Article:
After this tribute, I left beaming with joy as electric currents of hope crackled up my spine. But before I left, I wanted to say goodbye to a New York City colleague; we talked about how remarkable it was that, at one time, a journalist could encourage the smaller producers to believe in their work, and most importantly, inspire his audience to invest in keeping artisanal products alive in Italy. My colleague said, “We think we have no control over what is going on in the world, but we do; we control it by what we buy and how we spend our money.” It was a powerful reminder that it is not over for the little guys, and we can still actively fight the extinction of small independent shops and artisanal wines.
Astor Wines & Spirits in Manhattan, New York City, has bought Luigi Veronelli’s wine cellar that included the wines from all the producers that he supported, such as some of the ones I mentioned. I thank them for inviting me as a guest journalist to participate in tasting wines from his cellar, with vintages that ranged from 1993 to 1964; these wines were living proof of one of Veronelli’s greatest beliefs – one honors a great wine by aging it.
Also, we were given a copy of Camminare La Terra, a book about Luigi Veronelli, which is written in English as well as Italian.
Everyday Drinking Wine (less than $15)
2015 Livio Felluga, Pinot Grigio, Colli Orientali del Friuli, Friuli-Venezia Giulia, Italy ($17): 100% Pinot Grigio. Okay, first of all, I know that everyday drinking wines are supposed to be less than $15, but I have to recommend this producer’s Pinot Grigio at $17 for everyday drinking because all of us need to up our Pinot Grigio game. One of Veronelli’s favorites, Livio Felluga produces Pinot Grigio with flavor, sense of place and it is an explosion of what this variety is capable of… nectarine, white peach with hints of almonds and with an overall vitality. During this tribute, I tried their 1986 ‘Terre Alte’ and it had evolved beautifully through the years.
Special Occasion Wine (from $15 to $50)
2015 Braida, Barbera d’Asti, “Montebruna”, Piedmont (Piemonte), Italy ($27): 100% Barbera. Another favorite of Veronelli, this winery is spearheaded by Giacomo Bologna, a man who showcased the great potential of the Barbera variety. This should be added as a special occasion and an everyday wine since it delivers so much bang for your buck. This wine has generous flavors of black cherry and a lovely softness on the palate, with ripe fruit that balances out the high acidity. It is a juicy wine that pairs well with pasta and pizza, but also has enough concentration to drink on its own. During the tribute, we tasted Braida’s 1989 ‘Bricco dell’Uccellone’ which was the wine that changed the perception of the Barbera variety. It still had lots of vitality and pristine fruit, with dried oregano and crumbly rock adding complexity.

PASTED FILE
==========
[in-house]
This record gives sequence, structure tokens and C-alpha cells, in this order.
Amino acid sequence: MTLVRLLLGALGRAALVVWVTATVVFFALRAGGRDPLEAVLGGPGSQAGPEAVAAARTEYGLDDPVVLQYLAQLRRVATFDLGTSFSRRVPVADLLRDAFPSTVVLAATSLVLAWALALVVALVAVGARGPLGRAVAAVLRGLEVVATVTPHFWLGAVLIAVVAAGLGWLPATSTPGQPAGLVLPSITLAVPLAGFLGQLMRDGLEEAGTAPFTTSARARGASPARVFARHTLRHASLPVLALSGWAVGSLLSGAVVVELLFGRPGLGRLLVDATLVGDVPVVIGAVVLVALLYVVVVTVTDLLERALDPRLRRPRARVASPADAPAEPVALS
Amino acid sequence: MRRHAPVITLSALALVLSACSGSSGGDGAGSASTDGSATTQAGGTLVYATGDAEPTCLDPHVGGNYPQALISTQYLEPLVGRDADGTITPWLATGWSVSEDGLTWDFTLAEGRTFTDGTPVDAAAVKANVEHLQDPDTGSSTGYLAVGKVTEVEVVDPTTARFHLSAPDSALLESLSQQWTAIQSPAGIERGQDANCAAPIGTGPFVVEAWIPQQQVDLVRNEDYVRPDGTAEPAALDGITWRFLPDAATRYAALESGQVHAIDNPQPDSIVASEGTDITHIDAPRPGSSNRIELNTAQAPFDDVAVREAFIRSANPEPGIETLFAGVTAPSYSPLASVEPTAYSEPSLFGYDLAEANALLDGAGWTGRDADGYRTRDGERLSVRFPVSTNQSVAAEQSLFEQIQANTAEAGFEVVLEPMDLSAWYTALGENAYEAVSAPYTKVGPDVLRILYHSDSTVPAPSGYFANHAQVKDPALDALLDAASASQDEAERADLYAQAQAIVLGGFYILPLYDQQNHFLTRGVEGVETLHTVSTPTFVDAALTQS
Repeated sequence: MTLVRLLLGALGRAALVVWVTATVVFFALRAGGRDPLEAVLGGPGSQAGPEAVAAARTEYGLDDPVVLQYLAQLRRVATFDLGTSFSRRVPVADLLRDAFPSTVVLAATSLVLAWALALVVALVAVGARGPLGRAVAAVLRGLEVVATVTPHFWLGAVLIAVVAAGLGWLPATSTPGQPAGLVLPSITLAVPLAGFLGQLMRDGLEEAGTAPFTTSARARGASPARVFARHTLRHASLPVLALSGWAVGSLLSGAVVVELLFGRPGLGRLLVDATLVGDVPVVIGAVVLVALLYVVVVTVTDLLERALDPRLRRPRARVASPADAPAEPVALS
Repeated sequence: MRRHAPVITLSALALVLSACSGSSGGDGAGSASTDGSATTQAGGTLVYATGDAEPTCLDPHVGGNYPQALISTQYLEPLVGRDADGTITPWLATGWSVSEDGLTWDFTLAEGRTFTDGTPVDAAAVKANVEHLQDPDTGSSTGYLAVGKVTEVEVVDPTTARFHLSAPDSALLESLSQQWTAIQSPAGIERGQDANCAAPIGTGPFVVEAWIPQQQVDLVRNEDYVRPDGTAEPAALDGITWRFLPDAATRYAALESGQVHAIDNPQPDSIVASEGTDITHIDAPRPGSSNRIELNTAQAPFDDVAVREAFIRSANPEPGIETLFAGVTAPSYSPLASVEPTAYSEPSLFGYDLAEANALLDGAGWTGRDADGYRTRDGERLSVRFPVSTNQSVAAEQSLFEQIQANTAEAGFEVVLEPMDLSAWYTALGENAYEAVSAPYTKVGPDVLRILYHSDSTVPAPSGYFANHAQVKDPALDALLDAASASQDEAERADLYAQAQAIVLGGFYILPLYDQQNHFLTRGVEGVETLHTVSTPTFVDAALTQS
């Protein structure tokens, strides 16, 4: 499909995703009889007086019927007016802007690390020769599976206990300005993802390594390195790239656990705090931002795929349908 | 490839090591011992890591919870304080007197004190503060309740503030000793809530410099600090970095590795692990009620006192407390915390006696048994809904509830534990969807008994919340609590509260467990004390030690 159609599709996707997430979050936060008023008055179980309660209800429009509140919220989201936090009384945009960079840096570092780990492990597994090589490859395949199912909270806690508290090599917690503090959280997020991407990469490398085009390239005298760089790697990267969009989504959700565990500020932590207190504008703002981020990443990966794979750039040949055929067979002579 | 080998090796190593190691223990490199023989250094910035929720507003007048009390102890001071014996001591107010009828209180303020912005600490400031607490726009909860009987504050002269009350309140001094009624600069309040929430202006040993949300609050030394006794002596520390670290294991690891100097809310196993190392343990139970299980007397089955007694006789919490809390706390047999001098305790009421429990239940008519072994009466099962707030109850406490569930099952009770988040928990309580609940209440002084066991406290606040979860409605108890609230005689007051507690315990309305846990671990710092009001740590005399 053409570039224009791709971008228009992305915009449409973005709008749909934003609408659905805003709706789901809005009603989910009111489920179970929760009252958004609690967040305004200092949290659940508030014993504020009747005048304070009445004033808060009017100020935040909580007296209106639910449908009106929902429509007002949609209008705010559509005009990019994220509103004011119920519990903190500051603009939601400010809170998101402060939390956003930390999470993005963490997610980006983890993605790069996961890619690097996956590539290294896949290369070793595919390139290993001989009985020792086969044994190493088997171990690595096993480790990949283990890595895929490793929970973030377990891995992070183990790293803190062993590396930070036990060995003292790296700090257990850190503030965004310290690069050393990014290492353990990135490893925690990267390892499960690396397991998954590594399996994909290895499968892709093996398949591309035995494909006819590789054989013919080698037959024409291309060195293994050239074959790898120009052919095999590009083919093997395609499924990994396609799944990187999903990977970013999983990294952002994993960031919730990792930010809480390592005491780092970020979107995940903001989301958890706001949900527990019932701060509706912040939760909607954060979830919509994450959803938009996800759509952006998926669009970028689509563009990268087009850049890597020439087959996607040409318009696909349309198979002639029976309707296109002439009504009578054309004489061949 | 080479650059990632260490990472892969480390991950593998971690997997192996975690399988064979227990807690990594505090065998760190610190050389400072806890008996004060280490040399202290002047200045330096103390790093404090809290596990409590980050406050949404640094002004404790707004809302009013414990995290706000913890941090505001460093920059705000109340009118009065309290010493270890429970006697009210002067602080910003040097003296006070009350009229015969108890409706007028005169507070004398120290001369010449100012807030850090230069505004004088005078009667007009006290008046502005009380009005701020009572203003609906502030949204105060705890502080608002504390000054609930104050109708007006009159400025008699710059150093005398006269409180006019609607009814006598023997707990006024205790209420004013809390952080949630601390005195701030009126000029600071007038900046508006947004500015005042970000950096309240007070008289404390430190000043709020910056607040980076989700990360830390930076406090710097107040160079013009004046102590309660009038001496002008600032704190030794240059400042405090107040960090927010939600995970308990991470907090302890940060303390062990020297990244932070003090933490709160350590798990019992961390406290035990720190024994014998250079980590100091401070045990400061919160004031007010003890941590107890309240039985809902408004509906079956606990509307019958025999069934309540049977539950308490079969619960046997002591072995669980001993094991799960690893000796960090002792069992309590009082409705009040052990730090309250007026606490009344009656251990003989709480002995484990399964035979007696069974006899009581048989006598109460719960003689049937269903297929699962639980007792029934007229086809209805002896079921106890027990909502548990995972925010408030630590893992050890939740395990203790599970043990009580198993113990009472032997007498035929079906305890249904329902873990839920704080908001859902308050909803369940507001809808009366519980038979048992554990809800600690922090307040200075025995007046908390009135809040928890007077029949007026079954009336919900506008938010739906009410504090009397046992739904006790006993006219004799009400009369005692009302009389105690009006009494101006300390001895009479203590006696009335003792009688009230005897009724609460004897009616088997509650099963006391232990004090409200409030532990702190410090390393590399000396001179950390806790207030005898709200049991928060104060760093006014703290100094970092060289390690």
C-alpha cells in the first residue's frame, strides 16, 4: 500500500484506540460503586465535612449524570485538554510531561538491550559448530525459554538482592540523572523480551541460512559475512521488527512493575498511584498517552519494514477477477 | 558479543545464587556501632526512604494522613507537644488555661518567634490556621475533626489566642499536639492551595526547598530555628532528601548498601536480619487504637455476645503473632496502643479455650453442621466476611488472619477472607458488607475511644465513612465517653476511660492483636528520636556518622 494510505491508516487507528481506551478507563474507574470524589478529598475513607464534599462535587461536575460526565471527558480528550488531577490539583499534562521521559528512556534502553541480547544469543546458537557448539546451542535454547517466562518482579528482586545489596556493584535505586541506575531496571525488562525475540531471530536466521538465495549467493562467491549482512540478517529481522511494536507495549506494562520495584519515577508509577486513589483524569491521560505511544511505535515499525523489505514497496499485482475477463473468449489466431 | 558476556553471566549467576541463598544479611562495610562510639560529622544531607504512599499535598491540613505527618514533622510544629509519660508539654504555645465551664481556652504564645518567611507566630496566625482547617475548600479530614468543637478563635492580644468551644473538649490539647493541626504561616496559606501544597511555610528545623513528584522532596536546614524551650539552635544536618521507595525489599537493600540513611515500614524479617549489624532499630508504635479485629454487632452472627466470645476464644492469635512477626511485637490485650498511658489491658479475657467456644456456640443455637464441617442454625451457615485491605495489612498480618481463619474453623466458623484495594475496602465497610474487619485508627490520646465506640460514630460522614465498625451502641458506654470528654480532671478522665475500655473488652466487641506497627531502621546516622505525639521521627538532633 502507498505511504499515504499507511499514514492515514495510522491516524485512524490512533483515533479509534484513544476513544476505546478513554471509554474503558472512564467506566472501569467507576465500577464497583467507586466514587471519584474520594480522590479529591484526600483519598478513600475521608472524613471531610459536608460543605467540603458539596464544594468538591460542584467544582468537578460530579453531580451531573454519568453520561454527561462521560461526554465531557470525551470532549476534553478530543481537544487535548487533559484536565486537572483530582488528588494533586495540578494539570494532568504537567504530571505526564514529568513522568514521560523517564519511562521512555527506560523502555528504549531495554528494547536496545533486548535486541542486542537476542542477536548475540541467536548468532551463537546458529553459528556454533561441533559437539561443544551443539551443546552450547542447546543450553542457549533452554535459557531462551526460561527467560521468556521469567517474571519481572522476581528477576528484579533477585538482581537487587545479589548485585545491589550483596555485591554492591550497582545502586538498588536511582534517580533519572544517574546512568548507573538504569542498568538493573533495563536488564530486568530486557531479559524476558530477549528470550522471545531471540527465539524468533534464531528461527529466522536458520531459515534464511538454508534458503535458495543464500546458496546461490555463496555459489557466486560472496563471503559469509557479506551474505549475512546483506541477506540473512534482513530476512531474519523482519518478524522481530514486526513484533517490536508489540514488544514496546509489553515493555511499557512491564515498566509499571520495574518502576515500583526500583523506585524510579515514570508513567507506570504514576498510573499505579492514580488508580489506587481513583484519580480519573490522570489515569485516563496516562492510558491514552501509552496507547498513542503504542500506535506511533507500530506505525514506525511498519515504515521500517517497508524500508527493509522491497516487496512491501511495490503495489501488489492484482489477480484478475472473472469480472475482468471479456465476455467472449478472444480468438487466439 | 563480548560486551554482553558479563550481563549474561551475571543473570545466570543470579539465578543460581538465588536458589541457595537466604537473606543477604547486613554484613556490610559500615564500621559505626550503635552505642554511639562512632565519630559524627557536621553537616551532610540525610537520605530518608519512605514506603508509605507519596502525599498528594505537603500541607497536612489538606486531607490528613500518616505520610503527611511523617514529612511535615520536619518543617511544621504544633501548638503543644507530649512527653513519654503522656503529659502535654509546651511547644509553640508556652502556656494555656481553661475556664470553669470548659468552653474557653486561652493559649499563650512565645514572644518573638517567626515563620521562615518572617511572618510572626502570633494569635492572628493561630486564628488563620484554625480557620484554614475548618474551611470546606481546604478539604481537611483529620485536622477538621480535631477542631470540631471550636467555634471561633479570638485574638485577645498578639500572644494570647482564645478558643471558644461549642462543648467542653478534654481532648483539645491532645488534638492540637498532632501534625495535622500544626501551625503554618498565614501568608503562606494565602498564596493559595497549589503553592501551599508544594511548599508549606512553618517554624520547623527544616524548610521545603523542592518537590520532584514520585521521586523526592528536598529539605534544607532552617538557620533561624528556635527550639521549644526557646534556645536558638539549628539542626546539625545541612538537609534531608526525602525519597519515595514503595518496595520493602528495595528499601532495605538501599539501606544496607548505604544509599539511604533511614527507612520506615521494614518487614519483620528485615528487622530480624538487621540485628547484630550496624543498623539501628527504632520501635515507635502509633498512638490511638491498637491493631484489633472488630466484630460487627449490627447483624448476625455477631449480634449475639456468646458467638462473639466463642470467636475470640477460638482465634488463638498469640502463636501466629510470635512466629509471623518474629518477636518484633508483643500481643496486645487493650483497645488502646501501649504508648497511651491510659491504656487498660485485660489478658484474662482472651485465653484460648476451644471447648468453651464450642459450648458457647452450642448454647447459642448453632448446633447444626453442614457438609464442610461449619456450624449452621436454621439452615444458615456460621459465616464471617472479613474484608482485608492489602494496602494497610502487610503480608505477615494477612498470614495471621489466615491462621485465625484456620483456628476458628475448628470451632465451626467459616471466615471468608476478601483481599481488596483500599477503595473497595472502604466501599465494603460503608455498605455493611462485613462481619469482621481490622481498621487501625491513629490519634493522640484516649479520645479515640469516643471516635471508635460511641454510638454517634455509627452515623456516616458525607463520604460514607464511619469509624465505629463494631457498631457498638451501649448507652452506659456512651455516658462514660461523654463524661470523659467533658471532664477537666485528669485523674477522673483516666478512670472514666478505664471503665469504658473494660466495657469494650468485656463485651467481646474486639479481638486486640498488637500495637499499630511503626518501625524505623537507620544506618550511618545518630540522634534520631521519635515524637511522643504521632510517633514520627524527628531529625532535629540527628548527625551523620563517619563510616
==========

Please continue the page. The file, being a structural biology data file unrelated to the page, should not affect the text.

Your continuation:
Fantasy Wine (over $50)
The following three wines were all tasted at the tribute for Luigi Veronelli.
1985 Fattoria di Fèlsina, Fontalloro, Tuscany (Toscana), Italy (over $200): 100% Sangiovese. The first “Grand Cru” of Castelnuovo Berardenga in Chianti Classico. Structured tannins that allow one to chew on the old world charm of tea leaves and tar with dried red cherries and wild flowers floating in the background. This wine would be heavenly paired with Bistecca Fiorentina (Tuscan-style T-bone steak).
1975 Emidio Pepe, Montepulciano d’Abruzzo, Abruzzo, Italy (over $200): 100% Montepulciano d’Abruzzo. Emidio Pepe, a living legend, said that Veronelli’s support was crucial during the 1970s and 1980s since that is when most journalists were championing modern wines with new cellar technologies that many small producers like himself could not afford at the time. This wine, my birth year, seemed so uplifting with its captivating aromas of ginger and fresh brambly berries… it may seem odd to place both of those notes together, but this wine was uniquely delicious and had a fierce quality of being “alive,” if that makes sense.
1970 Giuseppe Mascarello, Barolo, “Monprivato”, Piedmont (Piemonte), Italy (over $200): 100% Nebbiolo from the single vineyard “Grand Cru” Monprivato in the Castiglione Falletto village. This wine had just the right amount of grip… not too much, not too little… with worn leather, cigar box and scorched earth aromas that were balanced by a sweet mid-palate of stewed cherries… it had an intense energy that gave it a breathtaking finish.